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Black History Month 2013: From Slavery to Equality
Each year since 1926, Black History Month has been observed in February. It began, however, as Negro History Week and later expanded to and evolved into Black History Month. It was established by Carter G. Woodson, who “realized the importance of proving a theme to focus the attention of the public,” according to the Association for the Study of African American Life and History. Through the years, ASALF has provided themes that “reflect changes in how people of African descent viewed themselves, the influence of social movements on racial ideologies, and the aspirations of the black community.” In 2010, for example, the theme was “The History of Black Economic Power; in 2011, “African Americans and the Civil War; in 2012, “Black Women in American Culture and History,” and in 2013, “At the Crossroads of Freedom and Equality: The Emancipation Proclamation and the March on Washington.”
The 2013 theme marks the 150th anniversary of the Emancipation Proclamation and the 50th anniversary of the March on Washington—the tipping point of the civil rights movement. Besides that, Martin Luther King Day and President Obama’s second inauguration were observed on January 21, 2013. “All in all,” wrote Ellen Freudenheim on the website about.com, “2013 offers a chance to savor the rich, broad menu of possibilities for study, memories and celebration of these extraordinary events, separately and in relation to one another.”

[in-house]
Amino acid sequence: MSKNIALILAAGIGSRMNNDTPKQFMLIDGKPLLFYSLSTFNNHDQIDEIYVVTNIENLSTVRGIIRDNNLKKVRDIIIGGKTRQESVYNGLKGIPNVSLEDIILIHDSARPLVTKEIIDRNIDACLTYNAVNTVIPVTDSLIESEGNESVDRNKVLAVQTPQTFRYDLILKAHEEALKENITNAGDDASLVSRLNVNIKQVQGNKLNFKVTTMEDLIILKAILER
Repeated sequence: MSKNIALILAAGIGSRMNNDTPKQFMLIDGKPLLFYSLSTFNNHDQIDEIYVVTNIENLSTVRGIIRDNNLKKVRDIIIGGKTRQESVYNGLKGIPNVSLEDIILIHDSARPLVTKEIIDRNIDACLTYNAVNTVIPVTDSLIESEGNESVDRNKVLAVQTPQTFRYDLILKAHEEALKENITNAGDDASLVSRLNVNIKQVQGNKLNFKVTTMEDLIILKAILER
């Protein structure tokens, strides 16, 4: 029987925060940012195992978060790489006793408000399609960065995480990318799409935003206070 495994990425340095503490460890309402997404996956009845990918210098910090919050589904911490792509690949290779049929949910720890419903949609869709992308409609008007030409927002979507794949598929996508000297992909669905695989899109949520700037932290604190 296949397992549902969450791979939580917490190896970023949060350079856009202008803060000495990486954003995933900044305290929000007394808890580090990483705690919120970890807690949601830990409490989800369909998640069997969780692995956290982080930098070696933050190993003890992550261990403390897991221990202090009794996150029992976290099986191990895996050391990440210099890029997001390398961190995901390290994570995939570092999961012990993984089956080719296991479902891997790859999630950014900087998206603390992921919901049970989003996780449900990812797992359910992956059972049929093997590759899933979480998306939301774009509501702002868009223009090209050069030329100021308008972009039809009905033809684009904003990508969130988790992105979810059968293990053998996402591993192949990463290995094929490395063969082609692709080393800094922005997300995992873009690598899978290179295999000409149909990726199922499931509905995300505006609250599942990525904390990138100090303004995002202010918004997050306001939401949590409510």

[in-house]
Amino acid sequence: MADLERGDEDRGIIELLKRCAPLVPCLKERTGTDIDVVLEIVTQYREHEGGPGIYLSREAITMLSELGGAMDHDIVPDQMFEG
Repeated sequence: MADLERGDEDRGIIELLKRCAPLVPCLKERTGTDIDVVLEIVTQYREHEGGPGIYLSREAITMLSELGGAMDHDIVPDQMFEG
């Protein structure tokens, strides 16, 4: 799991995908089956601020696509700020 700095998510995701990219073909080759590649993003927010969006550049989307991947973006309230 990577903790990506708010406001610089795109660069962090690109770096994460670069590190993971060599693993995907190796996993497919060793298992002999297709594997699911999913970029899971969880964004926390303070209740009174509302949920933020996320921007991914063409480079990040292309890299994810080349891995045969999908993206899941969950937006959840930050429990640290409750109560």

Well and good! But the hugest chunk of black history is omitted, which is slavery. Slavery covered about 244 years of the 394 year-old-history of black Americans. This period is so important, not because it should be an eternal reminder to Euro-Americans of the unimagined evil perpetrated on blacks, but because it is a constant reminder to people of color how far the race has come.
The cruelest era in black history is, indeed, the slave era. Its origin is difficult to determine because the 20 blacks that were turned over to the colonies by the captain of a Dutch ship in exchange for food and other necessities in 1619 worked as indenture servants, and some were freed after serving out their time. The million plus who were brought to America over the next two centuries arrived in chains and died in chains. The slave era, therefore, evolved over time.
By 1776, with the invention of the cotton gin, slavery was forced upon blacks to a larger degree. The purpose of slavery, according to Ebony Pictorial History of Black America, was “to ensure whites the unencumbered enjoyment of vast profits” by “total suppression and denial of black people’s humanity.” Therefore,legal codes were put in place in various states that were designed “to impress upon the slaves the utter futility of any thought…of ever rising above their status as powerless and voiceless pieces of merchandise… As chattel, they could be sold, rented, mortgaged, bartered, given away, deeded and used as collateral in business transactions.”